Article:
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Where’s The Entrance to the Treasure Chest?

Sparkling clear water cuts a path between moss covered cliffs.

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Avalanche Creek
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Avalanche Creek

The 5.8-mile round trip hike to Avalanche Lake has an elevation rise of only 500 feet. Or so the map says. They forgot to mention that the trail goes up hill and downhill at least ten times. That was okay. It was better than a constant incline.

There were a few spider webs near the trail that kept us busy rubbing our faces and arms to brush them off. I liked the way this one glistened from the filtered sunlight.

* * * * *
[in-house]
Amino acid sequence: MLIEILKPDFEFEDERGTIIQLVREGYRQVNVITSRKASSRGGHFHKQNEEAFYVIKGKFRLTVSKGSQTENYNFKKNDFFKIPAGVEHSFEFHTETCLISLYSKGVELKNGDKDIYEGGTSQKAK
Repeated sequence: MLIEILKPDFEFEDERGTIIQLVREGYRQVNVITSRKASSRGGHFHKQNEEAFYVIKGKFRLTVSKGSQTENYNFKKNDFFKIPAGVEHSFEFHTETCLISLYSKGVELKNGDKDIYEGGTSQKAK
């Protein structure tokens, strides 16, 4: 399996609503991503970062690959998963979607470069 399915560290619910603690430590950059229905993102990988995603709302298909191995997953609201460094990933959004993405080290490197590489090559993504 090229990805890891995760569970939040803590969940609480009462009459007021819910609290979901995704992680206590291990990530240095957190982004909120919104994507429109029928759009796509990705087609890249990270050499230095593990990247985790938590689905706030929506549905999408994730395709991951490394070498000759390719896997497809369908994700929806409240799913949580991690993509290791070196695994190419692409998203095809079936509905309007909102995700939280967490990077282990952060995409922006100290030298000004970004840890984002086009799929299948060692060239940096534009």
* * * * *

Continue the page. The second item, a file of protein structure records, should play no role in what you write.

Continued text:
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“Here buggy, buggy, buggy. Won’t you rest awhile on my web?

We were so glad to come across vault toilets a few yards before reaching the lake. I feared I’d have to veer off the trail and squat.

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There Are Two Vault Toilets Near Avalanche Lake

The closer we came to the lake the more Spanish moss covered the tree branches.

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Tree Branches Wearing Their Spanish Moss Scarves

When I saw this photographer with his entire collection of gear strapped to his body, I feared he would fall in. Sadly, he and his buddy had arrived a bit late to capture the perfect photo.

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Watch Your Step

The sunlight through the haze made it difficult to photograph the falls. Here’s the best I could do, with a lot of help from Lightroom. Thank goodness for the dehaze function.

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Avalanche Lake and Waterfalls

A half hour after we arrived, crowds descended on the shoreline. Time to head back down.

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Let’s Go Swimming

Whitefish, Montana